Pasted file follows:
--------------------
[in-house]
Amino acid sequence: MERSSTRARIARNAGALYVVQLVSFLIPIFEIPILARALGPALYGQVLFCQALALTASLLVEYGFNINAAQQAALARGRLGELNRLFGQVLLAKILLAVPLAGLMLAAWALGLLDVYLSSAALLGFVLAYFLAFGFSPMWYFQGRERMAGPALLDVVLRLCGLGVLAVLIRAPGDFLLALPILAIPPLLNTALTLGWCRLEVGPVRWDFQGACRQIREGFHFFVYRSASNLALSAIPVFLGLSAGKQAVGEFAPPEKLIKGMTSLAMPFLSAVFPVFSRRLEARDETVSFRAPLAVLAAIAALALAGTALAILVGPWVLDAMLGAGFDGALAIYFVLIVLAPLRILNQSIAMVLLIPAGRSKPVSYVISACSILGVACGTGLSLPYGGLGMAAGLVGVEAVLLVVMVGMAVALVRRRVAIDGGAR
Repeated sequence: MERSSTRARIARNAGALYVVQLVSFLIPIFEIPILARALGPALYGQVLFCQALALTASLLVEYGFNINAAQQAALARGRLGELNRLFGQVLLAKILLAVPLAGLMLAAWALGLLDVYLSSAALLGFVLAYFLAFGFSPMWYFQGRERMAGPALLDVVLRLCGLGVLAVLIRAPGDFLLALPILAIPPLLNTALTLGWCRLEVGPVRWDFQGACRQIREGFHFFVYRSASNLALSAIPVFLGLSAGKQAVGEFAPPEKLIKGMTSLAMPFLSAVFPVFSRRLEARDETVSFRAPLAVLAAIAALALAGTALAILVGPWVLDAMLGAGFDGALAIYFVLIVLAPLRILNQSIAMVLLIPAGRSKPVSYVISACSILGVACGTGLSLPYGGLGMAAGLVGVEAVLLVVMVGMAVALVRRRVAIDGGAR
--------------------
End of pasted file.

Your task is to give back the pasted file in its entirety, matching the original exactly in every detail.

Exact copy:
[in-house]
Amino acid sequence: MERSSTRARIARNAGALYVVQLVSFLIPIFEIPILARALGPALYGQVLFCQALALTASLLVEYGFNINAAQQAALARGRLGELNRLFGQVLLAKILLAVPLAGLMLAAWALGLLDVYLSSAALLGFVLAYFLAFGFSPMWYFQGRERMAGPALLDVVLRLCGLGVLAVLIRAPGDFLLALPILAIPPLLNTALTLGWCRLEVGPVRWDFQGACRQIREGFHFFVYRSASNLALSAIPVFLGLSAGKQAVGEFAPPEKLIKGMTSLAMPFLSAVFPVFSRRLEARDETVSFRAPLAVLAAIAALALAGTALAILVGPWVLDAMLGAGFDGALAIYFVLIVLAPLRILNQSIAMVLLIPAGRSKPVSYVISACSILGVACGTGLSLPYGGLGMAAGLVGVEAVLLVVMVGMAVALVRRRVAIDGGAR
Repeated sequence: MERSSTRARIARNAGALYVVQLVSFLIPIFEIPILARALGPALYGQVLFCQALALTASLLVEYGFNINAAQQAALARGRLGELNRLFGQVLLAKILLAVPLAGLMLAAWALGLLDVYLSSAALLGFVLAYFLAFGFSPMWYFQGRERMAGPALLDVVLRLCGLGVLAVLIRAPGDFLLALPILAIPPLLNTALTLGWCRLEVGPVRWDFQGACRQIREGFHFFVYRSASNLALSAIPVFLGLSAGKQAVGEFAPPEKLIKGMTSLAMPFLSAVFPVFSRRLEARDETVSFRAPLAVLAAIAALALAGTALAILVGPWVLDAMLGAGFDGALAIYFVLIVLAPLRILNQSIAMVLLIPAGRSKPVSYVISACSILGVACGTGLSLPYGGLGMAAGLVGVEAVLLVVMVGMAVALVRRRVAIDGGAR